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Am I responsible for my Mothers bill in Illinois at a Nursing Home.? Medicaid has approved

Polo, IL |

My Mother was placed in an Illinois Nursing Home for the last two months. I am power of attorney for her and signed papers for the Nursing home care. I live in Donna TX. I paid all her bills for September from her checking account leaving only $420. I sent that amount to the Nursing Home. Medicaid just approved Mom and wants her to pay $1543 to the Nursing Home. I called and talked with Nursing Home Administer who told me to pay her bills and send all copies to Medicaid. She told me today, I would have to make payments to pay the rest that is owed for month of September and Part of Oct.

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Unless you signed a document binding you, and based on your facts, you have acted as a representative and are not personally responsible.



The nursing home just sent me their contract I signed. They talked it thru each page when I arrived at their Office back in Aug. The Nursing Home rep told me to sign on the Responsible Party line. I just read the contract and it says I am responsible to pay any bills that my Mother cannot pay. I was signing as the POA and they knew it and now am I responsible to pay her bills at the Nursing Home that Medicaid does not pay? This is what the contract says word for word, RESPONSIBLE PARTY. Any person or persons in addition to the Resident or any other funding sources, who will be liable for the payment of the charges, fees, and expenses enumerated herein shall be know as the Responsible Party and shall sign this contract on the line designated for such Responsible Party. By so signing the contract, the Responsible Party agrees that he/she shall guarantee and be jointly and severally liable for the payment of all charges accruing under the Contract. My daughter signed as Responsible party too. My daughter signed for Resident Responsible Party and I signed on line that says Resident Representative Payee - Social Security. The NH Rep marked an X on that line and told me to sign there.



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Regardless of what you signed or didn't sign, you can be personally liable to your mother's nursing home if you used her funds improperly. Otherwise, you probably aren't liable. However, a Medicaid recipient must pay all her income beyond a needs allowance and any applicable exemptions toward nursing home costs so if you spent the income (such as SS and pension) otherwise you could have issues. This is one reason, it really pays to consult anelder law attorney when a loved one is in long term care and especially before applying for government programs such as Medicaid.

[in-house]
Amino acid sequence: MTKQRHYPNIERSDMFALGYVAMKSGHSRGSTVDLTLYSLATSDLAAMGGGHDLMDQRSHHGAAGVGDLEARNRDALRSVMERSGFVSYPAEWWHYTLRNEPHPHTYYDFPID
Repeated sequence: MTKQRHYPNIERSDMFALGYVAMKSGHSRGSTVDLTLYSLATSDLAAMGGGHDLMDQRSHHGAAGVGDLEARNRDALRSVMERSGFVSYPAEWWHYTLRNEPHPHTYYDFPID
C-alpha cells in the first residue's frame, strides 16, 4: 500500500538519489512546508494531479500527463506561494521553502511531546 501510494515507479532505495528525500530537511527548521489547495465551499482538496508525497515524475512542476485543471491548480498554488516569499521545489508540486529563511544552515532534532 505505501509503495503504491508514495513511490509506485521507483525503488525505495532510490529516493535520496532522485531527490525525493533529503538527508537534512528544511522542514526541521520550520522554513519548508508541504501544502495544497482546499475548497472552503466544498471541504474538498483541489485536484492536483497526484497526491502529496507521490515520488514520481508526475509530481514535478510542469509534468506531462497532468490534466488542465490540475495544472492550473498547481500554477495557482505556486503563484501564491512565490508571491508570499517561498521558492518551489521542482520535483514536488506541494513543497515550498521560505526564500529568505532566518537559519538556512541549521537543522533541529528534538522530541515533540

Lawrence Friedman, Bridgewater, NJ. Certified as an Elder Law Attorney by the ABA approved National Elder Law Foundation, former Chair NJ State Bar Association Elder and Disabilities Law Section, Member Board of Consultors of NJSBA Real Property, Trusts & Estates Law Section, Vice Chair Special Needs Law Section of National Academy of Elder Law Attorneys, and Master of Laws (L.L.M.) in Taxation from N.Y.U. School of Law. Visit for articles and Q&A on elder law, special needs, wills, trusts, estates, and tax and for timely updates. Information on both Avvo and does not constitute legal advice, as it is general in nature and may not apply to your situation or be subject to important changes. No attorney client relationship exists unless set forth in written engagement terms.


You very well might be liable. Often people who are trying to help others by acting with a "power of attorney" can get into trouble. First, most people do not sign documents in the correct manner. You should have signed: Mom's name, By: Your name and then written "PoA" or "Power of Attorney" or "Attorney in Fact.' All titles reflect that you are signing as the persons legal representative.

Until a couple of years ago it was easy enough to stay out of trouble even when you didn't do things "quite right" as a power of attorney. However, today, many nursing homes have language in their contracts that state that the "responsible party" - whether guardian, power of attorney or trustee, may be personally liable IF the nursing home doesn't get paid.

You should hire an elder law attorney that practices in a county near the nursing home. You can look at for a list of elder law attorneys.

Good Luck!

Legal Disclaimer: Paul A. Smolinski is licensed to practice law in the State of Illinois only, and as such, his answers to AVVO inquiries are based on his understanding of Illinois law only. His answers are for general information about perceived legal issues within this question only and no response to any posted inquiry should be deemed to extend any right of confidentiality between you and Mr. Smolinski, to constitute legal advice, or create an attorney/client or other contractual relationship. An attorney/client relationship is formed only by specific agreement including an evaluation of the specific legal problem and review of all the facts and documents at issue. We try to insure the accuracy of this information, but we cannot guarantee its accuracy. The reader should never assume that this information applies to his or her specific situation or constitutes legal advice. Therefore, please consult competent counsel that practices in the subject area in your jurisdiction and who is familiar with your specific facts and all of the circumstances.

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